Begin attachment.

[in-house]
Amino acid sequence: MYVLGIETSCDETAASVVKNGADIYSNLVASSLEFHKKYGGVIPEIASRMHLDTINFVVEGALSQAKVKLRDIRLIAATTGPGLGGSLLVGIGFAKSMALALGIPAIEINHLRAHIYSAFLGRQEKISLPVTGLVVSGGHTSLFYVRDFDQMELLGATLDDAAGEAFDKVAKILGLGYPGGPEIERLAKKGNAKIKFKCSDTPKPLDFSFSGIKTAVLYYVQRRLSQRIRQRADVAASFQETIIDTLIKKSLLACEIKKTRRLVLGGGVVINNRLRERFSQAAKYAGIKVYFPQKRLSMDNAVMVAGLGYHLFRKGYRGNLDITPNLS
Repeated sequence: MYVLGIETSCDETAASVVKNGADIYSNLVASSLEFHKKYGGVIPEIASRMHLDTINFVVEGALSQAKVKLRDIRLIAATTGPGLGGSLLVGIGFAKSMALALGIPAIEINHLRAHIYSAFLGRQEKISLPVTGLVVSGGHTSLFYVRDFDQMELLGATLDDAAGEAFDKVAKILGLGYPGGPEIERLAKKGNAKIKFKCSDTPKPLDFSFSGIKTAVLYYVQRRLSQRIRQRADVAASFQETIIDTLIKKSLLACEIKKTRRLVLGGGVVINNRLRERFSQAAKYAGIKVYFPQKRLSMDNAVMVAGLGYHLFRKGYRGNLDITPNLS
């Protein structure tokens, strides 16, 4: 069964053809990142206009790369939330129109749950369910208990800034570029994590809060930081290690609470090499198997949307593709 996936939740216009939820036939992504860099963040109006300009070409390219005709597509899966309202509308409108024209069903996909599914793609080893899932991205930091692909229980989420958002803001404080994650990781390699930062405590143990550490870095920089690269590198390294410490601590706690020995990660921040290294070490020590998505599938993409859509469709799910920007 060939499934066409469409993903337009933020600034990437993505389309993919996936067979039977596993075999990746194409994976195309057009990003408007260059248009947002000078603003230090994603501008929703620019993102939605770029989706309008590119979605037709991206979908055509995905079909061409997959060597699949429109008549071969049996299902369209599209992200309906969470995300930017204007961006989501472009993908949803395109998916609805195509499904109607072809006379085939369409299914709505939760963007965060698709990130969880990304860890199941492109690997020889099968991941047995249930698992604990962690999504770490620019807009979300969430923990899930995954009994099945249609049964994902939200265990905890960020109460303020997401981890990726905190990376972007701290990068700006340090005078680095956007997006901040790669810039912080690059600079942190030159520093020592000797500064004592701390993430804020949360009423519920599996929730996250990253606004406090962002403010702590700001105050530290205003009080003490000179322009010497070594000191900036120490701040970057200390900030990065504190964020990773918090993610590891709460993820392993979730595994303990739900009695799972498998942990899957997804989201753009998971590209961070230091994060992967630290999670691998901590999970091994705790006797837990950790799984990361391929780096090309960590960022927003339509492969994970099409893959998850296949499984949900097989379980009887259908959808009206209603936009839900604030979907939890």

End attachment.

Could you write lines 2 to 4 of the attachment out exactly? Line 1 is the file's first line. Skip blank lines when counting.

Amino acid sequence: MYVLGIETSCDETAASVVKNGADIYSNLVASSLEFHKKYGGVIPEIASRMHLDTINFVVEGALSQAKVKLRDIRLIAATTGPGLGGSLLVGIGFAKSMALALGIPAIEINHLRAHIYSAFLGRQEKISLPVTGLVVSGGHTSLFYVRDFDQMELLGATLDDAAGEAFDKVAKILGLGYPGGPEIERLAKKGNAKIKFKCSDTPKPLDFSFSGIKTAVLYYVQRRLSQRIRQRADVAASFQETIIDTLIKKSLLACEIKKTRRLVLGGGVVINNRLRERFSQAAKYAGIKVYFPQKRLSMDNAVMVAGLGYHLFRKGYRGNLDITPNLS
Repeated sequence: MYVLGIETSCDETAASVVKNGADIYSNLVASSLEFHKKYGGVIPEIASRMHLDTINFVVEGALSQAKVKLRDIRLIAATTGPGLGGSLLVGIGFAKSMALALGIPAIEINHLRAHIYSAFLGRQEKISLPVTGLVVSGGHTSLFYVRDFDQMELLGATLDDAAGEAFDKVAKILGLGYPGGPEIERLAKKGNAKIKFKCSDTPKPLDFSFSGIKTAVLYYVQRRLSQRIRQRADVAASFQETIIDTLIKKSLLACEIKKTRRLVLGGGVVINNRLRERFSQAAKYAGIKVYFPQKRLSMDNAVMVAGLGYHLFRKGYRGNLDITPNLS
């Protein structure tokens, strides 16, 4: 069964053809990142206009790369939330129109749950369910208990800034570029994590809060930081290690609470090499198997949307593709 996936939740216009939820036939992504860099963040109006300009070409390219005709597509899966309202509308409108024209069903996909599914793609080893899932991205930091692909229980989420958002803001404080994650990781390699930062405590143990550490870095920089690269590198390294410490601590706690020995990660921040290294070490020590998505599938993409859509469709799910920007 060939499934066409469409993903337009933020600034990437993505389309993919996936067979039977596993075999990746194409994976195309057009990003408007260059248009947002000078603003230090994603501008929703620019993102939605770029989706309008590119979605037709991206979908055509995905079909061409997959060597699949429109008549071969049996299902369209599209992200309906969470995300930017204007961006989501472009993908949803395109998916609805195509499904109607072809006379085939369409299914709505939760963007965060698709990130969880990304860890199941492109690997020889099968991941047995249930698992604990962690999504770490620019807009979300969430923990899930995954009994099945249609049964994902939200265990905890960020109460303020997401981890990726905190990376972007701290990068700006340090005078680095956007997006901040790669810039912080690059600079942190030159520093020592000797500064004592701390993430804020949360009423519920599996929730996250990253606004406090962002403010702590700001105050530290205003009080003490000179322009010497070594000191900036120490701040970057200390900030990065504190964020990773918090993610590891709460993820392993979730595994303990739900009695799972498998942990899957997804989201753009998971590209961070230091994060992967630290999670691998901590999970091994705790006797837990950790799984990361391929780096090309960590960022927003339509492969994970099409893959998850296949499984949900097989379980009887259908959808009206209603936009839900604030979907939890």